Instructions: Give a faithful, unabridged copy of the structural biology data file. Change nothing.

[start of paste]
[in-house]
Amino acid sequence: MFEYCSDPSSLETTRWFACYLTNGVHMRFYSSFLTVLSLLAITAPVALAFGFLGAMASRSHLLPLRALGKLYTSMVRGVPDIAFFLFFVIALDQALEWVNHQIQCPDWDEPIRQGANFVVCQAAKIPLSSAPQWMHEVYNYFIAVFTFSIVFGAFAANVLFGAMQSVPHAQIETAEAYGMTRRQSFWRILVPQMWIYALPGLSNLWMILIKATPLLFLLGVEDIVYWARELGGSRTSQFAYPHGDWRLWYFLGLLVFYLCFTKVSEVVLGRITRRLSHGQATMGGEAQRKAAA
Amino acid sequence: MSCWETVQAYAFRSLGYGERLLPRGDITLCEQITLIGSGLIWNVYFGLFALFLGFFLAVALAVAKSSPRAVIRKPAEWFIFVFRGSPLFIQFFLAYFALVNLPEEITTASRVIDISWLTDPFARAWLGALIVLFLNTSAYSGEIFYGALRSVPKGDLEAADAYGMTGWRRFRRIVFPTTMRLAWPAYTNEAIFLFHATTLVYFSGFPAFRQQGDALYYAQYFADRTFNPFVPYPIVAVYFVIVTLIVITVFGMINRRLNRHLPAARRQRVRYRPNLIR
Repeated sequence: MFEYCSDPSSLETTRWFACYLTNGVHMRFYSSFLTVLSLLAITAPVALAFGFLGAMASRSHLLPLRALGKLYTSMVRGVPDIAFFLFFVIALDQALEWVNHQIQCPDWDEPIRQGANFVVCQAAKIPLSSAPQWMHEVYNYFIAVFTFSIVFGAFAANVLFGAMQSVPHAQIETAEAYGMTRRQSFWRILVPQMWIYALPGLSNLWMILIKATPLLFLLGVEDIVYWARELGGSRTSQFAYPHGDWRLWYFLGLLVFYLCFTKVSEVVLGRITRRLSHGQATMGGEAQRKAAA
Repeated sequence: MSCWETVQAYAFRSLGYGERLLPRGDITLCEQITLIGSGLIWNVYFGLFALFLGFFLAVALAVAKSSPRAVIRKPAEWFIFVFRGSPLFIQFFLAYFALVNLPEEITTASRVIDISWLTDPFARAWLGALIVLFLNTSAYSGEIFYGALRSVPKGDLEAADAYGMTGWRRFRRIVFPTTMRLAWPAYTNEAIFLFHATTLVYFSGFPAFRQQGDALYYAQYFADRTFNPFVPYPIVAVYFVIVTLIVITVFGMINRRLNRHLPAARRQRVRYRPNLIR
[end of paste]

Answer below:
[in-house]
Amino acid sequence: MFEYCSDPSSLETTRWFACYLTNGVHMRFYSSFLTVLSLLAITAPVALAFGFLGAMASRSHLLPLRALGKLYTSMVRGVPDIAFFLFFVIALDQALEWVNHQIQCPDWDEPIRQGANFVVCQAAKIPLSSAPQWMHEVYNYFIAVFTFSIVFGAFAANVLFGAMQSVPHAQIETAEAYGMTRRQSFWRILVPQMWIYALPGLSNLWMILIKATPLLFLLGVEDIVYWARELGGSRTSQFAYPHGDWRLWYFLGLLVFYLCFTKVSEVVLGRITRRLSHGQATMGGEAQRKAAA
Amino acid sequence: MSCWETVQAYAFRSLGYGERLLPRGDITLCEQITLIGSGLIWNVYFGLFALFLGFFLAVALAVAKSSPRAVIRKPAEWFIFVFRGSPLFIQFFLAYFALVNLPEEITTASRVIDISWLTDPFARAWLGALIVLFLNTSAYSGEIFYGALRSVPKGDLEAADAYGMTGWRRFRRIVFPTTMRLAWPAYTNEAIFLFHATTLVYFSGFPAFRQQGDALYYAQYFADRTFNPFVPYPIVAVYFVIVTLIVITVFGMINRRLNRHLPAARRQRVRYRPNLIR
Repeated sequence: MFEYCSDPSSLETTRWFACYLTNGVHMRFYSSFLTVLSLLAITAPVALAFGFLGAMASRSHLLPLRALGKLYTSMVRGVPDIAFFLFFVIALDQALEWVNHQIQCPDWDEPIRQGANFVVCQAAKIPLSSAPQWMHEVYNYFIAVFTFSIVFGAFAANVLFGAMQSVPHAQIETAEAYGMTRRQSFWRILVPQMWIYALPGLSNLWMILIKATPLLFLLGVEDIVYWARELGGSRTSQFAYPHGDWRLWYFLGLLVFYLCFTKVSEVVLGRITRRLSHGQATMGGEAQRKAAA
Repeated sequence: MSCWETVQAYAFRSLGYGERLLPRGDITLCEQITLIGSGLIWNVYFGLFALFLGFFLAVALAVAKSSPRAVIRKPAEWFIFVFRGSPLFIQFFLAYFALVNLPEEITTASRVIDISWLTDPFARAWLGALIVLFLNTSAYSGEIFYGALRSVPKGDLEAADAYGMTGWRRFRRIVFPTTMRLAWPAYTNEAIFLFHATTLVYFSGFPAFRQQGDALYYAQYFADRTFNPFVPYPIVAVYFVIVTLIVITVFGMINRRLNRHLPAARRQRVRYRPNLIR